Interpretive Biases in Children With Social Anxiety

U

University of Wisconsin, Milwaukee

Status

Terminated

Conditions

Social Anxiety
Social Anxiety Disorder

Treatments

Behavioral: Online Interpretation Training Condition 1
Behavioral: Online Interpretation Training Condition 2

Study type

Interventional

Funder types

Other

Identifiers

NCT02219243
UWM14.141

Details and patient eligibility

About

A substantial number of children with social anxiety fail to gain benefit from contemporary cognitive-behavior therapy (CBT) approaches. More novel treatment approaches for treatment of social anxiety are needed. The current study attempts to modify an interpretation style that is characteristic of children who also display high anxiety in social situations. Participants between the ages of 8-12 years old, with social anxiety, will be randomly assigned to one of three treatment conditions: two conditions are designed to manipulate the interpretation bias or a wait-list control condition. All study procedures will be conducted online. This study will help develop an effective cognitive intervention program for social anxiety in children.

Full description

The current study aims to test the effectiveness of computer-based interpretation bias modification training as a therapeutic intervention for social anxiety disorder (SAD). Individuals who experience social anxiety often have difficulty in engaging in social situations, such as speaking in front of a group and maintaining a conversation. For youngsters, this may take the form of avoidance, including avoiding situations such as raising one's hand in class, eating in front of other people and participating in small group activities. Additionally, those with social anxiety are more likely to interpret ambiguous social scenarios in a threatening way than are control subjects (Bogels, Snieder, & Kindt, 2003; Miers, Blote, Bogels, & Westenberg, 2008; Vassilopoulos & Banerjee, 2008; Vassilopoulos, 2006; Muris, Meckelbach, & Damsma, 2000). Research has shown that interpretation biases are modifiable at a young age (Muris, Huijding, Mayer, & Hameetman, 2008; Vassilopoulous, Bangerjee, Prantzalou, 2009; Muris, Huijding, Mayer, Remmerswaal, & Vreden, 2009; Lothmann, Holmes, Chan, & Lau, 2010). Participants between the ages of 8-12 years old, with social anxiety, will be randomly assigned to one of three treatment conditions: two conditions are designed to manipulate the interpretation bias or a wait-list control condition. All study procedures will be conducted online. Subjects do not need to come to the University of Wisconsin-Milwaukee to participate. Thirty children with social anxiety will be randomly assigned to one of the three conditions, and will be assessed at baseline, post-treatment, and 1-month follow-up. The waitlisted participants will also be invited to undergo the training program after the 1-month follow-up assessment is completed. This study is expected to generate important data that will guide the development of an accessible, cost-efficient, and effective cognitive intervention for individuals suffering from social anxiety.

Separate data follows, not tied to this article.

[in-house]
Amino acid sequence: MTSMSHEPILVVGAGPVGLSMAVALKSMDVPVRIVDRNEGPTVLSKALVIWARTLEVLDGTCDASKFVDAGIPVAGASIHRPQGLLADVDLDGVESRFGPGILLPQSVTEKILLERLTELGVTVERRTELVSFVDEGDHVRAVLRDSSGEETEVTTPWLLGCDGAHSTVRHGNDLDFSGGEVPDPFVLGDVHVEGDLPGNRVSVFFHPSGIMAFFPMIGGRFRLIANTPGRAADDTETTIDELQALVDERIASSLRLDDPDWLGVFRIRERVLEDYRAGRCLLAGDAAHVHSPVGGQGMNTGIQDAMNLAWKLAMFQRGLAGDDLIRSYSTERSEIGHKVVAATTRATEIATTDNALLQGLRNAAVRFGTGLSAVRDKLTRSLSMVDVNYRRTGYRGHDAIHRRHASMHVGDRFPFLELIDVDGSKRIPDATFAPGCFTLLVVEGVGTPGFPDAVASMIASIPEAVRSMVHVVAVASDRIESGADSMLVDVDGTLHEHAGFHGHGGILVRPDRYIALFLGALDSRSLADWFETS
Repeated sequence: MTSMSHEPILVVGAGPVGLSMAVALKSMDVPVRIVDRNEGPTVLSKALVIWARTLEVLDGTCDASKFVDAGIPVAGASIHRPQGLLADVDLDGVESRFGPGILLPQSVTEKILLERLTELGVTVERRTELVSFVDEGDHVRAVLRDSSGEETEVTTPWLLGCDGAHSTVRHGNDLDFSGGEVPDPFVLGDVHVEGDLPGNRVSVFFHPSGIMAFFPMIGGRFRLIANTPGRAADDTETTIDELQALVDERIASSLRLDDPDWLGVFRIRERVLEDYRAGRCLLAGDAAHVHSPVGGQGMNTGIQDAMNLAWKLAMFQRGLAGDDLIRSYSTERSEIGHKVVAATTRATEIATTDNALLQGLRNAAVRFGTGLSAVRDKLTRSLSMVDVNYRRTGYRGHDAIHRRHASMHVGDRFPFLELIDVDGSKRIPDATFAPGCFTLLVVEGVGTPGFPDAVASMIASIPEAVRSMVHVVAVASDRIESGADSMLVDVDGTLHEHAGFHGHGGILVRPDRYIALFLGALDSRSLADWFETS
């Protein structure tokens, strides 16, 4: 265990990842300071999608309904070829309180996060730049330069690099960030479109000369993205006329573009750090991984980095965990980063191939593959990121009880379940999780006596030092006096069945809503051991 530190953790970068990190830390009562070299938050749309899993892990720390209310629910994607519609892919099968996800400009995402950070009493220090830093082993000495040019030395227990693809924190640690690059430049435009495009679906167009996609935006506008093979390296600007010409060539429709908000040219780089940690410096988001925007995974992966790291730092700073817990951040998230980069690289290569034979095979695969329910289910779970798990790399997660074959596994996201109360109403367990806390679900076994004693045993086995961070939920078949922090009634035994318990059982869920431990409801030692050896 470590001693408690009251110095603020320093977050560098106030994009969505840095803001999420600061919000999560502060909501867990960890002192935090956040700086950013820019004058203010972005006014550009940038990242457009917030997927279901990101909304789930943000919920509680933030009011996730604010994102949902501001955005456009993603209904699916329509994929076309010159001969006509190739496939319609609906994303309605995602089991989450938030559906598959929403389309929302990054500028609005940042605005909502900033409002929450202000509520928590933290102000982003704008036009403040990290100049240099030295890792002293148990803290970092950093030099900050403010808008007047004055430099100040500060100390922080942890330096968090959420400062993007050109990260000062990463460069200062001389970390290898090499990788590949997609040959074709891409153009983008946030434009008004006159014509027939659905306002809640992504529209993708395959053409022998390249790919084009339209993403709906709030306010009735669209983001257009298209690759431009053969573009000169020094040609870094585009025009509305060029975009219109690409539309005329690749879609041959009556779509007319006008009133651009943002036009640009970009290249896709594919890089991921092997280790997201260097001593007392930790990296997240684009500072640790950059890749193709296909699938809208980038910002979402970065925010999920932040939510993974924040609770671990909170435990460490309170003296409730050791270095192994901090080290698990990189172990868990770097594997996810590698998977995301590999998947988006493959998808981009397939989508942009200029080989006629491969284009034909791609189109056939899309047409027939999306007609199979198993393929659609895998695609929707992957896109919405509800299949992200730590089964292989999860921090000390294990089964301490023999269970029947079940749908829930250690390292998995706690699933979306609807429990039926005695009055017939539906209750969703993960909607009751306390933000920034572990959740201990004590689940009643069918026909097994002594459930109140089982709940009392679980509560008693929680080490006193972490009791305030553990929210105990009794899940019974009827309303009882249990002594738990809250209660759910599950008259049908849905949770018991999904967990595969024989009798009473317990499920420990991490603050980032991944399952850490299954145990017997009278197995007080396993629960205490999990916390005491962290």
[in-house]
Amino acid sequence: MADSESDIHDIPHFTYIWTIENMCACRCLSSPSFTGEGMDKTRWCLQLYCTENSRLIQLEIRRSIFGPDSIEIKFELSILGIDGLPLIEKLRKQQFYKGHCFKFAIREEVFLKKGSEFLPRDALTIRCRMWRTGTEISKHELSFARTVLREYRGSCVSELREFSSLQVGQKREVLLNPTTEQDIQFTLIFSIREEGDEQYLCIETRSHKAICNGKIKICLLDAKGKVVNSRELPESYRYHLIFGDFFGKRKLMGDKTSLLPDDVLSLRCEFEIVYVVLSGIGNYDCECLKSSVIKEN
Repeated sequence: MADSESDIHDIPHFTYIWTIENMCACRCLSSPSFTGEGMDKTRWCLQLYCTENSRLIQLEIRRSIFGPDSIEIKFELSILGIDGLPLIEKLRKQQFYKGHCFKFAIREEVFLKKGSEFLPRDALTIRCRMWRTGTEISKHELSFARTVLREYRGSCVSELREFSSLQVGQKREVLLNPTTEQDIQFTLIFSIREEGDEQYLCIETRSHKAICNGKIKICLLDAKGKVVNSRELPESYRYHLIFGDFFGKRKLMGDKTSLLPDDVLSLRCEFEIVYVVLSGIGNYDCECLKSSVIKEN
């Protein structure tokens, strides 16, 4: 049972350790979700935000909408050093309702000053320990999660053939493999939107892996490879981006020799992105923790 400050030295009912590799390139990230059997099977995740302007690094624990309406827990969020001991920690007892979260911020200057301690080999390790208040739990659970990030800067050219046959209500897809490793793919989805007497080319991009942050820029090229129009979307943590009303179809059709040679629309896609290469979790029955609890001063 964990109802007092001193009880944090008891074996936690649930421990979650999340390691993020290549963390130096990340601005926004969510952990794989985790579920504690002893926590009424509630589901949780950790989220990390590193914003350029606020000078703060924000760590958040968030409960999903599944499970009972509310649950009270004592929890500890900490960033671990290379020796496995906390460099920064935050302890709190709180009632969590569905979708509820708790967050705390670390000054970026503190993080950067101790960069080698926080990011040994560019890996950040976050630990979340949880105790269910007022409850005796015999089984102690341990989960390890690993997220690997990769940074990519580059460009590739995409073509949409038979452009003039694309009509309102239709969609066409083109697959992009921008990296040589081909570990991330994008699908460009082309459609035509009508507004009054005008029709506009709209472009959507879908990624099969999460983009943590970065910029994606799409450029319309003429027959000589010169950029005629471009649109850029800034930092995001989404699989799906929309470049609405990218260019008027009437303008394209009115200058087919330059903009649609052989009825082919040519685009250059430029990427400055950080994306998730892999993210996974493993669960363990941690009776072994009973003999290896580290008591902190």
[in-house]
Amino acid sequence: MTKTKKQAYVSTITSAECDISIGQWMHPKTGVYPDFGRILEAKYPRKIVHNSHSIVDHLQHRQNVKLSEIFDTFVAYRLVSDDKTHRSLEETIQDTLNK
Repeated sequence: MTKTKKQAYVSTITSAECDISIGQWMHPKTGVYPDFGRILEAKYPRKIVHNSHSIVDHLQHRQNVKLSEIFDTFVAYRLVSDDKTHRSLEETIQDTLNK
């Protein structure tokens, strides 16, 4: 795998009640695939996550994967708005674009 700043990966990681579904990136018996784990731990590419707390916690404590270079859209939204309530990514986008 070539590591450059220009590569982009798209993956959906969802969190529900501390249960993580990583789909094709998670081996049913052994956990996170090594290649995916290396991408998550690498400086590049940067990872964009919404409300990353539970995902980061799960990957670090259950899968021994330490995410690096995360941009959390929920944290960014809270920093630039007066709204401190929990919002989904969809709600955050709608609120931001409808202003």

Enrollment

5 patients

Sex

All

Ages

8 to 12 years old

Volunteers

No Healthy Volunteers

Inclusion criteria

  • Between ages 8-12
  • Diagnosis of social anxiety disorder
  • Overall IQ score of 80 or greater
  • Speak English fluently as the primary language
  • Working internet connection with access to Skype or Facetime video conferencing software

Exclusion criteria

  • Attention Deficit Hyperactivity Disorder, Oppositional Defiant Disorder or Conduct Disorder
  • Pervasive developmental disorder or autism-spectrum disorder
  • Past or active psychosis, bipolar disorder, or schizophrenia
  • Current evidence-based cognitive-behavioral treatment for social anxiety problems
  • Past cognitive behavioral treatment for social anxiety problems that lasted at least 3 sessions
  • Significant suicidal ideation and/or attempts within the past 3 months
  • Any recent (within the past 4 weeks) or planned changes in medication
  • Reading disorder or impairments in reading ability.

Trial design

Primary purpose

Treatment

Allocation

Randomized

Interventional model

Parallel Assignment

Masking

Single Blind

5 participants in 3 patient groups

Waitlist Control
No Intervention group
Description:
This is a 1-month waitlist control to be compared with the active online interpretation training interventions. This is a no intervention control group
Active Interpretation Training
Experimental group
Description:
Online Interpretation Training Condition 2 provides three sessions of a computerized training. Each session will last approximately 20-30 minutes, and participants will undergo 1 session each week.
Treatment:
Behavioral: Online Interpretation Training Condition 1
Placebo Interpretation Training
Experimental group
Description:
Online Interpretation Training Condition 1 provides three sessions of a computerized training. Each session will last approximately 20-30 minutes, and participants will undergo 1 session each week.
Treatment:
Behavioral: Online Interpretation Training Condition 2

Trial contacts and locations

0

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Data sourced from clinicaltrials.gov

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